By Blaine Davis, Contributing Editor
With the allure of fresh mountain air and the accompanying vistas, I find myself behind the wheel traversing northeastern New Mexico. Heading to the inaugural Angel Fire Food and Wine Roundup, I’m amazed at an uncommon roadside spectacle of grazing lands teeming with lush, green grass and waterholes that actually were filled with water.
Contrasting with the usual arid summer conditions and lack of sustainable water witnessed for most of the 20 years of my pilgrimages to the Land of Enchantment, this August, numerous herds of cattle were enjoying the power of water. With a close friend and former owner of a large ranch running upward of 700 calving cows in this very area insists that this was not the norm. He experienced most grazing seasons that could only support one cow per 60 plus acres.
As I approached my destination in the mountains, the car radio’s intermittent news breaks interrupted the bliss I was experiencing with another reminder of the power of water. Hurricane Harvey was wrecking the south Texas coast with its own power of water. With each mile, the radio reported Harvey was taking dead aim on Port Aransas.
In the country’s fourth largest city, Houston, two-day rainfalls approaching 50 inches submerged the homes and businesses of millions of Texans. But, missing from most of these news reports were the effects Harvey was inflicting on this country’s third-largest agricultural state.
According to David Anderson, livestock economist with Texas A&M University, Texas’ 54 disaster-declared counties are populated by 1.2 million cows and calves. Contrasting the serene grazing I witnessed in New Mexico, Anderson said, “People were able to move some animals to higher ground, but in a storm like this, higher ground might still be under water.”
Adding to the hardship for many cattle operations, Texas grows more hay on forage land than any other state, and huge swaths of that land were under water as well. The total hay loss is “going to be a big number and a hardship that’s going to hit ranchers long after the storm is gone,” Anderson stated.
Compounded with the damages directly experienced on the farms and ranches, commodity markets again dipped downward as Texas shipping ports were shut down.
Taking another hit on commodity prices makes me reach for a drink – particularly a straight bourbon whiskey, not just to bolster the corn market but for that of its perceived “medicinal” effects. While not quite yet a connoisseur, I do follow the protocol of the true aficionados and drink my whiskey “neat,” sans water or soda.
With further research, I discover a chemistry lesson of another power of water. Adding as little as one teaspoon of water to 1½ oz. of eighty-proof whiskey changes its look, smell and taste for the better. As written by Kris Wu in Food Hacks Daily, aroma molecules, similar in composition to alcohol molecules, tend to bind together; like attracts like. With a few drops of water, the aroma molecules are dislodged from the alcohol and are freed to the air – and the scent, once locked in the liquor, is now discernible to your nose.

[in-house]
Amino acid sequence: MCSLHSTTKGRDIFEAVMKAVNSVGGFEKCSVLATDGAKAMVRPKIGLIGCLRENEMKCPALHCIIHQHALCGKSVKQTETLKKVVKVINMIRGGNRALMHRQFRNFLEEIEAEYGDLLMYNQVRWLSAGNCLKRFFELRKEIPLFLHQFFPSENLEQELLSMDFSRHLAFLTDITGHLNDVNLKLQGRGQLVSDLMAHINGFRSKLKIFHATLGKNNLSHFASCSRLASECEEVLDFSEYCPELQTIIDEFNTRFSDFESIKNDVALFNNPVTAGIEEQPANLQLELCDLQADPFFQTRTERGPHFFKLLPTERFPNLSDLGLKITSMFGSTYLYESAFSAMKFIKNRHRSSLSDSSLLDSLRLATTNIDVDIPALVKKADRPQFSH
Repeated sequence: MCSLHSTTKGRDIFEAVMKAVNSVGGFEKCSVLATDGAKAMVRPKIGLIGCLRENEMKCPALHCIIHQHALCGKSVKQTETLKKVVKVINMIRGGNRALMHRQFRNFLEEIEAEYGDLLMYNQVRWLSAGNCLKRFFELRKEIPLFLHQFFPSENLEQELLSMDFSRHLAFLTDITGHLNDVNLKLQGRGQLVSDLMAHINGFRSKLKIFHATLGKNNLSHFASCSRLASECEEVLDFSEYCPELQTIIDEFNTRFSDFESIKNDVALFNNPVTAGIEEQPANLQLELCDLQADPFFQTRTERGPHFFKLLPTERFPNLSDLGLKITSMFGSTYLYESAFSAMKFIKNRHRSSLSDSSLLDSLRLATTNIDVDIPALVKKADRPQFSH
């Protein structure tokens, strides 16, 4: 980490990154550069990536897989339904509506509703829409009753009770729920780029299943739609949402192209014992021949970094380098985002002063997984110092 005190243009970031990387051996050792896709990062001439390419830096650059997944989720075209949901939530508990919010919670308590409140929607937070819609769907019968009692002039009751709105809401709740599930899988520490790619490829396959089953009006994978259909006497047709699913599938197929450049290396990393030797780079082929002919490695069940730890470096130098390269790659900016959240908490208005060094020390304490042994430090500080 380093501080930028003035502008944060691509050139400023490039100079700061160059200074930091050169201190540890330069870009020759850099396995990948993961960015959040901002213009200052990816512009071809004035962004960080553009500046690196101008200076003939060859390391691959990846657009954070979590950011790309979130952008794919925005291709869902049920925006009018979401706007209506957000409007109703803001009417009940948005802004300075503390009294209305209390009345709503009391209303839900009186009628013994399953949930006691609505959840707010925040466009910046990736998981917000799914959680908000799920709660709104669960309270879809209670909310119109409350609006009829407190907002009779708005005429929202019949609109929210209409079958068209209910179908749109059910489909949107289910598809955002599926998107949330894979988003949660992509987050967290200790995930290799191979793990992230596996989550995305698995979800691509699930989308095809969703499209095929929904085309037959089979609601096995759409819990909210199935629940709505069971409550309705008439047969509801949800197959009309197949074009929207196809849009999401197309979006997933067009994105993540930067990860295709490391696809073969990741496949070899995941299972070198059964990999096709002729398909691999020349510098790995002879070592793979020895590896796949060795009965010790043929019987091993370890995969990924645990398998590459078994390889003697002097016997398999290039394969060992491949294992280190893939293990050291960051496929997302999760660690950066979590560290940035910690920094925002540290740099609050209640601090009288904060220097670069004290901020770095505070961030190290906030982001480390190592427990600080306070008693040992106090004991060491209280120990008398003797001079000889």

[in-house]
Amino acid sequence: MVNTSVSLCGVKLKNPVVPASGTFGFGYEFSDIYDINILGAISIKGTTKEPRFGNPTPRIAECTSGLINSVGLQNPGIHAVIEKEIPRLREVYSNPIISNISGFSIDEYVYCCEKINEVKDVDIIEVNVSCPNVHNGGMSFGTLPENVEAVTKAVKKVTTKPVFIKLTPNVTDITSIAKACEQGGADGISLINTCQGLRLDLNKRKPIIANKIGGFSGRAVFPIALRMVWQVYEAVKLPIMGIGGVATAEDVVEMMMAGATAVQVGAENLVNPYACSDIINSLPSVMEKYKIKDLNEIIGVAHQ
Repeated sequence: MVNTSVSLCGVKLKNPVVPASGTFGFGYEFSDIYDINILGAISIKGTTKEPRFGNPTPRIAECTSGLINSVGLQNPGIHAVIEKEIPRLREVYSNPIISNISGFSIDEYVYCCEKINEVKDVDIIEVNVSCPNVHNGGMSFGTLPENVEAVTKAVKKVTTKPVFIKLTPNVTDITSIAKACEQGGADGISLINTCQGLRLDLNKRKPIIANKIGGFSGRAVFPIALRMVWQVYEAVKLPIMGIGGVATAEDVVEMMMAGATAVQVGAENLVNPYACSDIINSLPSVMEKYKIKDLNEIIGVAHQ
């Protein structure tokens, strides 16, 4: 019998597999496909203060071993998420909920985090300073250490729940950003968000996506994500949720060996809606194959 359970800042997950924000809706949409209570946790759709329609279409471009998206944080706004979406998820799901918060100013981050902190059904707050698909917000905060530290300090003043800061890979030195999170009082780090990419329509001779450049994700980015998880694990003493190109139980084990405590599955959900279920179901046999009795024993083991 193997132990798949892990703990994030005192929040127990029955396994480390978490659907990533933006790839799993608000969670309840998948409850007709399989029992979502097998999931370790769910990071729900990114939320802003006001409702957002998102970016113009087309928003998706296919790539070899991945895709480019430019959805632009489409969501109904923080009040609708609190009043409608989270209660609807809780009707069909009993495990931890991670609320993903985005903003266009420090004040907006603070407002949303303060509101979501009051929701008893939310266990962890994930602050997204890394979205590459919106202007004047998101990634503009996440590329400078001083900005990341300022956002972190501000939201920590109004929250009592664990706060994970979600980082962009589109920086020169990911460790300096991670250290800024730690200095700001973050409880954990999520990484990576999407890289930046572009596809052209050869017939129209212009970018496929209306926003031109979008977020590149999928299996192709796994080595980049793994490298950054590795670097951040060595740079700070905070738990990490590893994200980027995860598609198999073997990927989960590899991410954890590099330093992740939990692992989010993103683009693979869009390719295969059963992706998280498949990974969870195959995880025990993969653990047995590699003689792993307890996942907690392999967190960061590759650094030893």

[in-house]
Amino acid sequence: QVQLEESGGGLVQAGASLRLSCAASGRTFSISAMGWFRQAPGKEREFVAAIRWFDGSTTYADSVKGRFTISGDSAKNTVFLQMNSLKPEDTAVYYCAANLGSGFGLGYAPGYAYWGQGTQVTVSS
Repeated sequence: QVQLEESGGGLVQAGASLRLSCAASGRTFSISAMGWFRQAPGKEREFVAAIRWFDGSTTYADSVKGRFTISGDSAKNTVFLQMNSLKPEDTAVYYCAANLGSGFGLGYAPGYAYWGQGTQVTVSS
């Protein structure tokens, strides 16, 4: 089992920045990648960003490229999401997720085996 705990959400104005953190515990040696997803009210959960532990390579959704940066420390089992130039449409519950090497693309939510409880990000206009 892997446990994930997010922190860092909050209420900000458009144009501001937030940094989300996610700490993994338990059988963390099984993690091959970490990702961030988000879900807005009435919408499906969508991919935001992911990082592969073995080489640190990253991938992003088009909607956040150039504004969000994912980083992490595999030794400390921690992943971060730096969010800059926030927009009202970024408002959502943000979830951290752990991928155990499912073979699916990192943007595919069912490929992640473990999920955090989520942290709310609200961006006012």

Just a few drops of water affect what is detected on the tongue as it becomes more receptive to fruity and salty flavors, not just the usual sweet and spicy flavors of strong liquor. Adding “hard water,’” – ice or “on the rocks” – can take the edge off the liquor burn that can be associated with lesser expensive distillations without dilution of the alcohol content.
Back from my mountain respite of food and beverage, it was time to return to my normal routine of combining architecture, some farm management and of course writing “Beyond the Ranch Gate.” Added to this I have developed a new fitness regime with many miles of running on the streets and trails of my hometown. I brag to any listening ear that I’ve dropped 15-18 lbs. since the beginning of 2017. With yet another power of water, eight daily glasses of this liquid has become integral to this physical training philosophy. According Kaiser Permanente nephrologist Steven Guest, M.D., consuming water helps maintain the balance of body fluids and energizes muscles, not to mention curbing hunger while cleansing the body of toxins. As our friends in Texas recover from the evil powers of water experienced with Hurricane Harvey, let’s pray that only the beneficial powers of water are with us through the rest of this year and the times to come.